Objectives: Retear of an ACL after an ACL reconstruction (ACLR) is devastating for all involved. Understanding risk factors and predictors of subsequent graft tear after an ACLR is vital for patient education of subsequent risk of injury and if modifiable risk factors are identified, adjustments can be made to minimize the risk of repeat ACL tear. The objective of this study was to compare retear risk between 2002-2003 and 2007-2008 MOON cohorts to determine if after an analysis of risk factors in the 2002-2003 cohort, a shift in clinical practice changed the risk profile of ACL graft tear in the 2007-2008 cohort. The 2002-2003 and 2007-2008 cohorts are subsets of a larger MOON cohort. Methods: The prospectively collected data of the 2002-2003 and 2007-2008 primary ACLRs with >80% two year follow-up was analyzed. Graft type (autograft bone patellar bone (BTB), autograft hamstring, allograft), age, Marx score at time of index surgery, and sex were evaluated to determine their relative contributions to ipsilateral retear in the 2002-2003 cohort and 2007-2008 cohort separately. An ANOVA with post-hoc analysis was performed to detect significant differences in age and Marx score at time of index surgery by graft type between the 2002-2003 and 2007-2008 cohorts. Results: A total of 1758 subjects met all inclusion/exclusion criteria. The mean age of subjects that received allograft rose by 8 years (p<0.01) from the 2002-2003 cohort to the 2007-2008 cohort, whereas the mean age of subjects that received BTB and hamstring remained constant over time [Fig 1]. The mean Marx score of subjects receiving allograft dropped by 2.7 points (p<0.01) from the 2002-2003 cohort to the 2007-2008, whereas the mean Marx score of cohort subjects that received BTB and hamstring remained constant over time [Fig 2]. Thus in 2002-2003, there were 38/815 (4.7%) retears compared to 34/943 (3.6%) in 2007-2008. The odds of retear for allograft subjects was 9.27 times higher compared to BTB autograft in the 2002-2003 cohort (p<0.01), which decreased to 5.63 times higher in the 2007-2008 cohort (p=0.01) [Table 1]. Conclusion: Age, activity, and graft type have been identified as predictors of increased risk of ipsilateral graft failure after ACLR. Allograft use in young active patients was shown to be a risk factor for graft tear in the 2002-2003 cohort. Subsequent to this determination, graft choice changed to use allografts in older and less active patients, which resulted in an associated decrease in graft tear risk in the 2007-2008 cohort. The risk of ACL graft retear was lower for all graft types in the 2007-2008 cohort compared to 2002-2003 cohort.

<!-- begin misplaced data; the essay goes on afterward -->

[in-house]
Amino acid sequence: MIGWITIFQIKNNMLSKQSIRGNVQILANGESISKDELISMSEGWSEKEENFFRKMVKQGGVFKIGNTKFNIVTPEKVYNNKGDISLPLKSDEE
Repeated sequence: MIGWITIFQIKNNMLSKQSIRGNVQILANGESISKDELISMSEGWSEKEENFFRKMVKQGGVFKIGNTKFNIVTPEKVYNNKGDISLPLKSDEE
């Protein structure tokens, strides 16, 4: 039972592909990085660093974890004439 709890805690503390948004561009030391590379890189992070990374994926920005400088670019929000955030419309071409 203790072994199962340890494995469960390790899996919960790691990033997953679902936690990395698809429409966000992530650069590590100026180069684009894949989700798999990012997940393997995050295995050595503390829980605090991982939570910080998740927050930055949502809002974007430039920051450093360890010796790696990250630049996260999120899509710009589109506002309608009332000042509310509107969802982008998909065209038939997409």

ASJC Scopus subject areas
- Orthopedics and Sports Medicine